The block diagram of FIG. 3 is similar to the block diagram of FIG. 1 in that both include the microprocessor 10, the power source 12, and the memory 16. FIG. 3 further includes components such as a motor 30, a light emitting diode (“LED”) 32, and a sensor 34. FIG. 4 illustrates an embodiment of the block diagram of FIG. 3 implemented as a device 40 for dispensing the contents of an aerosol container 42. The device 40 may be one of the devices described in U.S. patent application Ser. No. 11/725,402, which is incorporated herein by reference in its entirety. The device 40 includes a housing 44 that is adapted to receive the aerosol container 42 and batteries 46. In addition, the device 40 includes a selector switch 48, a pushbutton 50, and an actuator arm 52. The device 40 also includes circuitry, the microprocessor 10, the motor 30, the LED 32, and the sensor 34, which are provided within the housing 44 and shown generally in FIG. 3.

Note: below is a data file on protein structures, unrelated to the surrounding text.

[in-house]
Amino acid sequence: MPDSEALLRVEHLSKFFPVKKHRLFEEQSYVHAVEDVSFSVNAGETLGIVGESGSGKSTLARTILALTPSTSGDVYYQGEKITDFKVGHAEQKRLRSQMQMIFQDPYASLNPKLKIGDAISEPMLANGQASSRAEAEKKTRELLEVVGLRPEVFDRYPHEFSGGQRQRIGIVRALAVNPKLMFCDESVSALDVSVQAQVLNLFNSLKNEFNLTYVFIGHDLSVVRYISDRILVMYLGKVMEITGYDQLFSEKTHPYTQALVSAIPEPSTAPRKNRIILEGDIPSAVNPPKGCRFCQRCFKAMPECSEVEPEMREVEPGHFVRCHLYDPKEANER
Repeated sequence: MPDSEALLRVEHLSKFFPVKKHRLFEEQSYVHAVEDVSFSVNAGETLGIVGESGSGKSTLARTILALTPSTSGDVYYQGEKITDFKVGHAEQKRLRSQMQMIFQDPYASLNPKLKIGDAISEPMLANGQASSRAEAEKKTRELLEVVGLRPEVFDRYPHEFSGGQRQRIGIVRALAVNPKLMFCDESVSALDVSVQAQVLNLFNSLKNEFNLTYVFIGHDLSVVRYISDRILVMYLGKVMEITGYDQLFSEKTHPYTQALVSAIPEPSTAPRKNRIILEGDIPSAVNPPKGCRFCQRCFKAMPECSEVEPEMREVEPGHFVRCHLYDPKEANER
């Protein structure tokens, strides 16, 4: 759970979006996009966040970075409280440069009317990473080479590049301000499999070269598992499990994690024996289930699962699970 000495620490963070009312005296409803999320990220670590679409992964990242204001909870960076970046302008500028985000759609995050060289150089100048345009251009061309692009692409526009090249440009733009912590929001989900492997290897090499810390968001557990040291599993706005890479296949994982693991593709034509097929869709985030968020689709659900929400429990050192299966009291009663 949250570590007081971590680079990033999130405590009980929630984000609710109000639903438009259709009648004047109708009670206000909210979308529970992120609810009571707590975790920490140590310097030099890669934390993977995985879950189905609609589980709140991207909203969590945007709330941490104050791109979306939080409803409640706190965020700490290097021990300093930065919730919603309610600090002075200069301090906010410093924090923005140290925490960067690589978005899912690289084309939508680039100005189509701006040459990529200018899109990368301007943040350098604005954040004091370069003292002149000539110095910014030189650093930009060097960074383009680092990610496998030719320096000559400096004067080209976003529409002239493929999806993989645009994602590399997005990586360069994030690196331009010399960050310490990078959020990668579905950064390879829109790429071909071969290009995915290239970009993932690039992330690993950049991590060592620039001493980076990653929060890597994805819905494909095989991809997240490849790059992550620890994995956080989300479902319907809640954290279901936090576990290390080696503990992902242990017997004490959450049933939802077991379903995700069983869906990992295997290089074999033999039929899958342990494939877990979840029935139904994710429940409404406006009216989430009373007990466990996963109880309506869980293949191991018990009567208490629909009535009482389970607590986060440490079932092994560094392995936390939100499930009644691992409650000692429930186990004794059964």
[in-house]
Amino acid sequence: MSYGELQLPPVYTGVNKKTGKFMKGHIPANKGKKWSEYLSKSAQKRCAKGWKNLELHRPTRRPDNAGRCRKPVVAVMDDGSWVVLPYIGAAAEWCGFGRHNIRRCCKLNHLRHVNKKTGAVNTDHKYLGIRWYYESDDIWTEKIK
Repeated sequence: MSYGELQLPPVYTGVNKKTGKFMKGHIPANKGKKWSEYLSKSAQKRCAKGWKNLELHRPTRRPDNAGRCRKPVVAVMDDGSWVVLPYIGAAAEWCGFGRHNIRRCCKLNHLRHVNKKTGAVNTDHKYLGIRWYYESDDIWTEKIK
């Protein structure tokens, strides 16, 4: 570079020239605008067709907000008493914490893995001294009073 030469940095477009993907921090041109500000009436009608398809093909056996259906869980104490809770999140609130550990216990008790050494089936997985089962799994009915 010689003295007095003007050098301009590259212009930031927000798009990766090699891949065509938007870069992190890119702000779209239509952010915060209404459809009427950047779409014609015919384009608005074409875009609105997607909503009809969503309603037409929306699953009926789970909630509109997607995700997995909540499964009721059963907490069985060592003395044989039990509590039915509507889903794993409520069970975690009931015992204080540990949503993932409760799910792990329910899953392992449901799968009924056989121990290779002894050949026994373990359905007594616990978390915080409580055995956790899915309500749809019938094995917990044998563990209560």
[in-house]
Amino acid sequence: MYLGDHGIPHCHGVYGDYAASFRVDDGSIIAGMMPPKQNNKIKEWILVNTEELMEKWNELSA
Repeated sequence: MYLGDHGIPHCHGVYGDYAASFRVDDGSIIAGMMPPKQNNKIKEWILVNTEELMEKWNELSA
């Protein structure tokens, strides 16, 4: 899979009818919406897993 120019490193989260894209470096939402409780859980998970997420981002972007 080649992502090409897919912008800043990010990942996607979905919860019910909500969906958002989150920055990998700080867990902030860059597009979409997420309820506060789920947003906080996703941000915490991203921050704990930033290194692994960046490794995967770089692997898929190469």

The microprocessor 10 controls the motor 30 during a spray operation to actuate the actuator arm 52, which depresses a valve stem 54 of the aerosol container 42 to dispense the contents therefrom. The microprocessor 10 includes programming to initiate a spray operation in response to a signal generated by the pushbutton 50, a timer, or the sensor 34. The timer can be implemented in the microprocessor 10 or as a separate component. For example, in one embodiment, the microprocessor 10 includes programming to control the device 40 in a timed automatic actuation mode, wherein the device 40 performs spray operations at specified time intervals, e.g., every 30 minutes. Alternatively, or in conjunction with the first embodiment, the microprocessor 10 is programmed to perform a spray operation in response to a signal from the sensor 34 and/or the pushbutton 50. Indeed, any of the operational methodologies described in U.S. patent application Ser. No. 11/725,402 or known to one of skill in the art are contemplated to be used in conjunction with the device 40.